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The best thing you can give a horse

  What’s the best thing you can give a horse? Apples? Carrots? Mints? No, it’s not food. The best thing you can give a horse is CONFIDENCE. No matter what job a horse is asked to do, he will do it best if he his prepared, understands his role, and has confidence in himself and his rider. Not all horses are destined to be brave, calm in unfamiliar situations, successful at the highest levels. But all horses can improve their performance when they trust their rider and believe in themselves. Some horses are born with a mountain of confidence, and…

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Friday’s Five – Steps to take when your horse loses a shoe

  If your horse wears shoes, it’s inevitable that, at some point, your horse will pull one off.  Usually, such occurrences happen at the worst time, like the day before a show or the day after your farrier goes on vacation.  Though my career of managing horses, I’ve been lucky to have a few with excellent feet who rarely ever lost a shoe.  And then there were those others I’d rather forget: the ones with crappy feet who routinely ripped their shoes off and made the farrier cringe each time I called. Fortunately, I’ve got some decent-footed horses in my…

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Why all equestrians should pause to enjoy a great weekend

  Have you ever had one of those events where every jump was great? I’ve competed at dozens of horse trials and FEI events, I’ve had some awesome performances and memorable moments, but finishing my stallion’s first Preliminary a couple weeks ago was one of the best ones. Not because we won – we finished 8th – but because every jump was just about perfect. We hit every distance in show jumping and on cross-country, maintained a great rhythm and balance, and for possibly the first time ever (for me, as a perfectionist) I don’t think there is one jump…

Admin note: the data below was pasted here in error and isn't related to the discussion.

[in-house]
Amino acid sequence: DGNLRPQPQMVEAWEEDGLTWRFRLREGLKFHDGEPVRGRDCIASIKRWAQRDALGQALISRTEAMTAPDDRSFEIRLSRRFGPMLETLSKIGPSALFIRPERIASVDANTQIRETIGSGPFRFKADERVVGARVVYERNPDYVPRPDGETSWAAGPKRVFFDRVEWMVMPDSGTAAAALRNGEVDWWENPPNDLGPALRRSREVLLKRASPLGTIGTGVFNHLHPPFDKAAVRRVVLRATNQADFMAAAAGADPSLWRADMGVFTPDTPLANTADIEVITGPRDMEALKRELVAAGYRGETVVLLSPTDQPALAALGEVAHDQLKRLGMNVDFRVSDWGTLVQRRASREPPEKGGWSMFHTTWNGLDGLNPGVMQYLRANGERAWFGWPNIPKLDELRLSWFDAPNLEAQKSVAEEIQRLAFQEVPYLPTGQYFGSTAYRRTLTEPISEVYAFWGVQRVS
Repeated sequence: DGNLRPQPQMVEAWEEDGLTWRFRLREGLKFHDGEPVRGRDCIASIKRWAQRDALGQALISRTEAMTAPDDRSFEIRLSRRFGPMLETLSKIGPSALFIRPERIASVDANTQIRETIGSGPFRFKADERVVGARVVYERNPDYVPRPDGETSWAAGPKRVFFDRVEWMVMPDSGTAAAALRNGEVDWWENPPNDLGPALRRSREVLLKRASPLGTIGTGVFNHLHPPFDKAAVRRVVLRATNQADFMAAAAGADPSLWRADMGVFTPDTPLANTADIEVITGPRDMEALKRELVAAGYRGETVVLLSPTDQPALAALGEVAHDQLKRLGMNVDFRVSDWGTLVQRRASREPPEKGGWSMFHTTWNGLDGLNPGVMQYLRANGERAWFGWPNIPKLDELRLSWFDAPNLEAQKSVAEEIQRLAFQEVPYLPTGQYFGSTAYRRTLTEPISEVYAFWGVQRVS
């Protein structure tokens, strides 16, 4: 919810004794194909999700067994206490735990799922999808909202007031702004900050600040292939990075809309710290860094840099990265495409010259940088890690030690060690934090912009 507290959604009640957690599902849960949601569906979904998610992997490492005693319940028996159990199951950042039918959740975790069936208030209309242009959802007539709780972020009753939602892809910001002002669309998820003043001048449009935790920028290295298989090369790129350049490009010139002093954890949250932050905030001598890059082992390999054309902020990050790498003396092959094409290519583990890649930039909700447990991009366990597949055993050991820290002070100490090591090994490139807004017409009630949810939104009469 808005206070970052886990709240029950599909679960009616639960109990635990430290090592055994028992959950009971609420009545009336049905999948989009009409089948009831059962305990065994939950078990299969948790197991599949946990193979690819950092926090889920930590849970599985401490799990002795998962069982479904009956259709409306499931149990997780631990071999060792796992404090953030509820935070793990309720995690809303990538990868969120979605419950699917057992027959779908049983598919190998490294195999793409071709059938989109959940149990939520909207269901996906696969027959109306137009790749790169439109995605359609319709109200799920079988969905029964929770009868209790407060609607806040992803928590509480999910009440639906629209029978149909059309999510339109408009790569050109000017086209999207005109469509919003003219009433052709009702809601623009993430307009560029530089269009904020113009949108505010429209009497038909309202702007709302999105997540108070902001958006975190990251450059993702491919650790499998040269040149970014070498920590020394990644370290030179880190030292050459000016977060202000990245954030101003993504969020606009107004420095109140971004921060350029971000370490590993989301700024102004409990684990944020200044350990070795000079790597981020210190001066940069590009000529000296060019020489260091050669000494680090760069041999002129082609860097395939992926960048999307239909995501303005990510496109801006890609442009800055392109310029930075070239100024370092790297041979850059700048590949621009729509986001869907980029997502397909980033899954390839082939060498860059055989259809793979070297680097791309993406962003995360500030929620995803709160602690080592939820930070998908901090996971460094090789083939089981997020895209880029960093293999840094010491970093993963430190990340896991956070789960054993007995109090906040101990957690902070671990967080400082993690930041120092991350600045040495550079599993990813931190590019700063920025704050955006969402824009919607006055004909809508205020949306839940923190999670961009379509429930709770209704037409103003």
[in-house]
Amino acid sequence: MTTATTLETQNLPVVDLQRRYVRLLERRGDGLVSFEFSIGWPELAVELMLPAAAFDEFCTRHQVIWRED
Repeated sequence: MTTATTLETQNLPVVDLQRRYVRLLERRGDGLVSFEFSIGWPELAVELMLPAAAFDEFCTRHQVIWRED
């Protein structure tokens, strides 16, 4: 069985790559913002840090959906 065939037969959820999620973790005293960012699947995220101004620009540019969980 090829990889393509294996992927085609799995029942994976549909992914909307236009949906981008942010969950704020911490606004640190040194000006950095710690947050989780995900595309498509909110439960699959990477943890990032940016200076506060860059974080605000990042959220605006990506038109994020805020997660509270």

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Five questions you need to ask yourself in every show jump warm-up

  When it comes to jumping warmups, I’ve always been a minimalist. Maybe I’ve just been lucky to have good horses, but over the years I’ve been successful with a “less-is-more” approach. If you sit at the edge of warmup, you’ll notice many riders jumping-jumping-jumping for 10-20 minutes before they enter the arena. They canter the vertical, then the oxer, then bigger, then again, and again, and bigger, and again…yes that was good, one more time…and I wonder, is all that really necessary? I rarely ever have help on the ground, so I’m at the mercy of someone else’s jump…

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Don’t underestimate this important part of selling horses

  Sometimes, selling a horse is less about marketing the animal, and more about marketing yourself and your program. Recently, a gentleman scheduled a visit to try one of my horses for sale. As usual, I went through a lot of effort making the horse look its best; I pulled his mane, braided it over the night before, gave him a bath, and had him neat and shiny, ready to go at the arranged time of 9am. 9am came and went; I sent a message asking if the man was running late, or perhaps lost. I heard nothing back. At…